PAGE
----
Keishaun Julien Music – for culture and country
He’s a music producer, an educator, a soloist and an arranger, known as a steel plan icon for his amazing musical skills and upbeat viral cover YouTube videos. But, more importantly, before anything else, Keishaun Julien is Tobagonian.
Keishaun’s father introduced him to pan at four years old, and at 10, he began his first pan lessons at an All Boys Steel Orchestra’s summer camp. Since then, he has been playing the instrument.
A graduate of Musical Arts at the University of the West Indies, he credits in some form or the other greats like Duvone Stewart, Liam Teague, Leeandro Noray, Roger Sardinha, Dr Len “Boogsie” Sharpe and Khion De Las as influential in shaping who he is today and keeping him grounded in music.
Keishaun continues to rack up the accolades, the most recent being the recipient of the top spot at the 2021 NLCB PanoGrama with his rendition “Pan by Storm.” Described as the World Cup of Steelpan, the virtual competition showcased top steelpan soloists from around the world. He also has championships under his belt including the Scarborough Secondary School Jingle Jam, Children’s Showcase, Baker’s Scouting for Talent, and the Citizen Security Programme Talent Competition. He applauds companies that invest in music competitions since he sees them as important vehicles to showcase and recognise talent.
He isn’t all about the awards he won or his accolades at various local and international competitions. He is happy that people are enjoying and respects the music he plays and this drives him to do more. For Keishaun Julien, music is life. It is about the opportunity to share something good about his people, his culture and Trinidad and Tobago’s national instrument – the steelpan.
As an entrepreneur, Keishaun doesn’t believe in putting all your eggs in one basket. This is one of the greatest lessons that he learned during the pandemic. Seeing how the music industry suffered and the whole creative sector was put on pause, on the whole, was disheartening for him. Due to the impact of Covid-19 and the uncertain travel restrictions, his overseas performances were cancelled.
Though disappointed by some missed opportunities, he was not deterred from showcasing his music or his drive to source other revenue streams in his other interests – teaching and technology.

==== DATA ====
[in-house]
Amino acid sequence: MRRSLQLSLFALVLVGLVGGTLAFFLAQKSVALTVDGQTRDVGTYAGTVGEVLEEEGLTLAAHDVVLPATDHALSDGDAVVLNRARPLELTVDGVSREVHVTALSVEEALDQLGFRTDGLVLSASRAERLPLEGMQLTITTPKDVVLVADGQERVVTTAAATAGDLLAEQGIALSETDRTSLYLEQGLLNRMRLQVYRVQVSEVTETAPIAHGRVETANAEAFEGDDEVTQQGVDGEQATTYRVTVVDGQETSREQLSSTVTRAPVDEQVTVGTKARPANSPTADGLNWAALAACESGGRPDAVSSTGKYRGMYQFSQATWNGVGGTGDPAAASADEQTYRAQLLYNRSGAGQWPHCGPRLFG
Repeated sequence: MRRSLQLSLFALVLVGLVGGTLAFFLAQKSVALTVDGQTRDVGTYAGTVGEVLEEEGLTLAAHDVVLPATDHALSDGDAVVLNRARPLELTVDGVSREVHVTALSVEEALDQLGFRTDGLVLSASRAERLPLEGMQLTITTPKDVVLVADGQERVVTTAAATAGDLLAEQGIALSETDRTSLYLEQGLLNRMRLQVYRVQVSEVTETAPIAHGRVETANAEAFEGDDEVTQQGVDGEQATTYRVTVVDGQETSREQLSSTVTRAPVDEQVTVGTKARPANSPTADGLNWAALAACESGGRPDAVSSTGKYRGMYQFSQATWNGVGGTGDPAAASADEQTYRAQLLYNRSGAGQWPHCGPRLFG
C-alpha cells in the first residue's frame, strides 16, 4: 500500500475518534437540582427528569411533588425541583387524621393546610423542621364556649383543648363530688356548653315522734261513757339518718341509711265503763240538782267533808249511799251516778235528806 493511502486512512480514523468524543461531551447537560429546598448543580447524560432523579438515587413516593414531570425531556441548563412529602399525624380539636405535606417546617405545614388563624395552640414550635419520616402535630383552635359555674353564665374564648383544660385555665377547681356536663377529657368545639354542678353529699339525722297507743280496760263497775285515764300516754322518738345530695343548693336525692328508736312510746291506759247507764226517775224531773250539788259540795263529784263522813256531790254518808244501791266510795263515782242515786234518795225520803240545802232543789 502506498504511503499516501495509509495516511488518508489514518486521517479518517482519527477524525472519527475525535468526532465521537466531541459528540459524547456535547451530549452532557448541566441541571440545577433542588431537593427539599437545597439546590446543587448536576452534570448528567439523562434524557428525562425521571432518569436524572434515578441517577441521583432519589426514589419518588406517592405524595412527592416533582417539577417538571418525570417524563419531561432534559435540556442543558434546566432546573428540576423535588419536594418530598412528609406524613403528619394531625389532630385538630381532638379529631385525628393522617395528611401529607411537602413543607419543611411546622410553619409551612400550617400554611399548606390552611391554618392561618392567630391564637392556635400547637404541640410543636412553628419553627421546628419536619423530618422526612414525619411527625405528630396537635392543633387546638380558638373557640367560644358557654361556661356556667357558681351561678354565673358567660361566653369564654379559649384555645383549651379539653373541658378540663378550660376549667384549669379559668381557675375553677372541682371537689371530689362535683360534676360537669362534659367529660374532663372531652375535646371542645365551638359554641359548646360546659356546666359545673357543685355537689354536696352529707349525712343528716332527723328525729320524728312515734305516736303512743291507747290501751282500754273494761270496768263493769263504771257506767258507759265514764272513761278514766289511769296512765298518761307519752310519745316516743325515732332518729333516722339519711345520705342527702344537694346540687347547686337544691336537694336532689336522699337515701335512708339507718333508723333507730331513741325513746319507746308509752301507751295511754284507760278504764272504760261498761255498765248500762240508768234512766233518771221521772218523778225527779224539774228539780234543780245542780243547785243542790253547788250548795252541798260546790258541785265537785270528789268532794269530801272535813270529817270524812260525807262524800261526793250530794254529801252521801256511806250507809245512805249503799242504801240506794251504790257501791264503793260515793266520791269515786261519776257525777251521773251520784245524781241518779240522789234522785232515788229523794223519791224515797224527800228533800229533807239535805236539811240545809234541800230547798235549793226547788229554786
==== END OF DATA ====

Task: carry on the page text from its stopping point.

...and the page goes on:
The Scarborough resident began providing online music lessons. Using his skills and knowledge, he teaches music worldwide, including Canada, the United States, and St. Maarten. He is exceptionally pleased that his students are committed, dedicated, and driven about music and respect his craft and pan music. These ventures provide a stable income and allow him to explore other business areas.
In 2020, he established Millennial Tech, an online electronic store offering the latest phones, tablets and computers.
In 2021, a joint venture between himself and his girlfriend Kafi Crichlow, they established Budget Shop TT, an online variety store selling the latest trendy gadgets.
“I consider myself a simple person,” says Keishaun. His hope is to establish a music school where all can come and become musically literate. This is something he wants to embark upon sooner rather than later.
“I want to do a tour and continue travelling to share pan’s gospel locally and overseas. I love travelling and to experience different cultures and meet other people,” he says.
Keishaun says that his typical day spreads between all his businesses. Usually, during the daytime, it is taken up by deliveries, and if he isn’t conducting classes he is working on commissioned steelpan tracks. He is also working on compositions for his album.
“The funny thing about the creative process is that creatives always feel that things need to be perfect,” he says, “I am taking my time, my music should be where you can connect with me on a deeper level.”
That’s isn’t to say he won’t stop to relax. He lives a life of balance and purpose. He takes time to enjoy his favourite roti from Uptown Roti Shop or finds time to relax with his girlfriend at Pigeon Point Beach and at Castara Bay.
Keishaun believes that everyone’s walk on the path of music is different.
“For someone passionate about music, it would take a lot of sacrifices; apart from everyday life, you need time to perfect your craft. You will have a lot of naysayers, that may consider music to be a hobby. Start your music lesson,” says Keishaun.
“Visit the panyard, play with a band for Panorama, and run with it if the pan jumbie takes you. In your pursuit of happiness, follow your mind, heart and always bring your best to the table.”